The details and themes of the painting (or song or video) begin to unfold and help facilitate internal reflection and dialogue with others in the group. "You're in a group. You come from different backgrounds, you have different political points of view, different life experiences and here's something non-threatening that creates shared ground," Rosenberg says. "It begins to teach you that you can talk to people with other points of view without making assumptions or judgments and by offering respect to someone else's experience."

Narrative Medicine, performance and the body

Over the last several years, Rosenberg has facilitated workshops for the Winston-Salem community through Wake Forest University, for faculty and staff at UNCSA, and at conferences across the country, most recently for the 2022 HEARTS Conference for Samuel Merritt University.

She first became interested in the ways Narrative Medicine could be applied in her classes several years ago when she had a student coping with juvenile diabetes. "I began to think about students across the years that had dealt with a variety of illnesses, medication issues, gender transition trials, gender and race-based emotional injuries and other damaging issues," she says. "I wanted to create a course for them to empower them with skill sets they can use to address injurious issues that arise for them. I knew there might be students who would enroll that might not immediately relate to issues of illness or injury, but everyone has a body."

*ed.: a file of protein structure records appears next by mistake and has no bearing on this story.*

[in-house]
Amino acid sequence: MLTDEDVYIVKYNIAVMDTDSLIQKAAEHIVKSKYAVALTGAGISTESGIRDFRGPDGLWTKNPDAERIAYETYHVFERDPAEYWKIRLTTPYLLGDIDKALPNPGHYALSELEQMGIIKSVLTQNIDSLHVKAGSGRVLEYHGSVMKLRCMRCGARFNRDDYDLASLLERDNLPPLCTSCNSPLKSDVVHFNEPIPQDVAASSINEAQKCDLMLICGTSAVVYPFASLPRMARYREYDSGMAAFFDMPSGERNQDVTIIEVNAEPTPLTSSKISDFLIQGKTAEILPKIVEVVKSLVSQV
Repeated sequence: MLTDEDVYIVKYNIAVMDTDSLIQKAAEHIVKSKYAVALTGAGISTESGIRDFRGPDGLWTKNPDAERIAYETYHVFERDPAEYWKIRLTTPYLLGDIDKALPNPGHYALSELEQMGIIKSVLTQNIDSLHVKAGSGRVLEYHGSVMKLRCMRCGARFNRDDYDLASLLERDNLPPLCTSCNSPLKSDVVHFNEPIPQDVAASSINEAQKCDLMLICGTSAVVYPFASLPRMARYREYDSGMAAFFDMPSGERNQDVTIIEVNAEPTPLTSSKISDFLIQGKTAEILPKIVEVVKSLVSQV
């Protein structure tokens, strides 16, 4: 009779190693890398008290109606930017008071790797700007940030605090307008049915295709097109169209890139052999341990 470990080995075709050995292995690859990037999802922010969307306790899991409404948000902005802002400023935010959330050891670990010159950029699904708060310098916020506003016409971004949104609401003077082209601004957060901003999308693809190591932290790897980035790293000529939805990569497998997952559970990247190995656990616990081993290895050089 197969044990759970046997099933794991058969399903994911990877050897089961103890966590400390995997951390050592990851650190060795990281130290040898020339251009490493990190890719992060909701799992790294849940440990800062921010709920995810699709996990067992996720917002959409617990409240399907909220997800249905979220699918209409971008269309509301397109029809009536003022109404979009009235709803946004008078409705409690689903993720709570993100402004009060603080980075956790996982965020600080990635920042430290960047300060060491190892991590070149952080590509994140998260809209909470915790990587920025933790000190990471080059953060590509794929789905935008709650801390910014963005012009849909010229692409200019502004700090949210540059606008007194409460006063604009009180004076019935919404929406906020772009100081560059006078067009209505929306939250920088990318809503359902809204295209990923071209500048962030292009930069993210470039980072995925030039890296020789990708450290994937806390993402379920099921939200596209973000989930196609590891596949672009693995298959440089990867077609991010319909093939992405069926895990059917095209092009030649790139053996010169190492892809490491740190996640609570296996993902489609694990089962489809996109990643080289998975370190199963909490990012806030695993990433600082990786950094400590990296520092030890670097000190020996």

With her own background in theater, she also knew that performance could go hand-in-hand with the Narrative Medicine practice. With that in mind, she created the "Narrative Medicine as Performance" course, subtitled "The Body," which she's now taught for three years.

At the end of the course, students choose one of their writings and create a corresponding performance. Students also choose their mode of performance, whether reading aloud, acting, or creating a work of art. That work has had its own outgrowth over the last few years and has resulted in STAR: Storytelling Through the Arts and Reflection, a community that is now open to the entire UNCSA campus.